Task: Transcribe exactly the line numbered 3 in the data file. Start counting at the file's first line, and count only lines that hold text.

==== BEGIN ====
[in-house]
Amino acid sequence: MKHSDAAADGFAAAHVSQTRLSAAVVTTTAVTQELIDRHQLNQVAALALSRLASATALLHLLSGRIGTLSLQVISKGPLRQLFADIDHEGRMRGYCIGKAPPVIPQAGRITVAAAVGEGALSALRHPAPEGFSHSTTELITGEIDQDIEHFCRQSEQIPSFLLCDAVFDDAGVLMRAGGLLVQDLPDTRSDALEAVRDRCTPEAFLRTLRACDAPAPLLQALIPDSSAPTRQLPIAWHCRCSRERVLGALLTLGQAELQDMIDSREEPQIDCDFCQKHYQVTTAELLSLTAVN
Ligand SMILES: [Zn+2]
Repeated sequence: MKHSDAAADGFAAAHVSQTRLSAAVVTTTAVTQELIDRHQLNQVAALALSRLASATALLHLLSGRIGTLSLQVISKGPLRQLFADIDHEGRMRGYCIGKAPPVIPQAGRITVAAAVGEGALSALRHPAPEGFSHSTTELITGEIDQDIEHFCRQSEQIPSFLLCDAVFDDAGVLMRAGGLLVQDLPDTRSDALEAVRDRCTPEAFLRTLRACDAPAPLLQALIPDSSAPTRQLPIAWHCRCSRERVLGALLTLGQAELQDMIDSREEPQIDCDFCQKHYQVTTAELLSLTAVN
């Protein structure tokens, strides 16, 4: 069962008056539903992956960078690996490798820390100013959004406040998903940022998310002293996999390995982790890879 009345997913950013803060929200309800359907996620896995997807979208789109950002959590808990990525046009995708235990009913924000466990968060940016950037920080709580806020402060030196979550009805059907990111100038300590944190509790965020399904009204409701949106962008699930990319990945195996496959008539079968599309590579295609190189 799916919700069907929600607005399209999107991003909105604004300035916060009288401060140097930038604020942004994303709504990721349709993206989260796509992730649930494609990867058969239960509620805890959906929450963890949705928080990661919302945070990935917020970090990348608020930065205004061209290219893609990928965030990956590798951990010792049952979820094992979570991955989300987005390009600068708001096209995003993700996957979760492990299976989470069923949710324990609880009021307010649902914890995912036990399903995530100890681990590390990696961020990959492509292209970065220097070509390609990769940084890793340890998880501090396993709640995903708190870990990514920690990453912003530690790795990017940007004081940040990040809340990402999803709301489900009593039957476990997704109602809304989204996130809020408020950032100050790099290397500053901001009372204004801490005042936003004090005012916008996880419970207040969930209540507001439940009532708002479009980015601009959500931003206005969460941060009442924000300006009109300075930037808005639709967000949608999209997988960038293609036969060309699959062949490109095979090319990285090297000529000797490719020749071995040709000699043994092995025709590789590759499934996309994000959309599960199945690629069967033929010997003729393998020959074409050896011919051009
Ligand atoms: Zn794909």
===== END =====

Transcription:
Ligand SMILES: [Zn+2]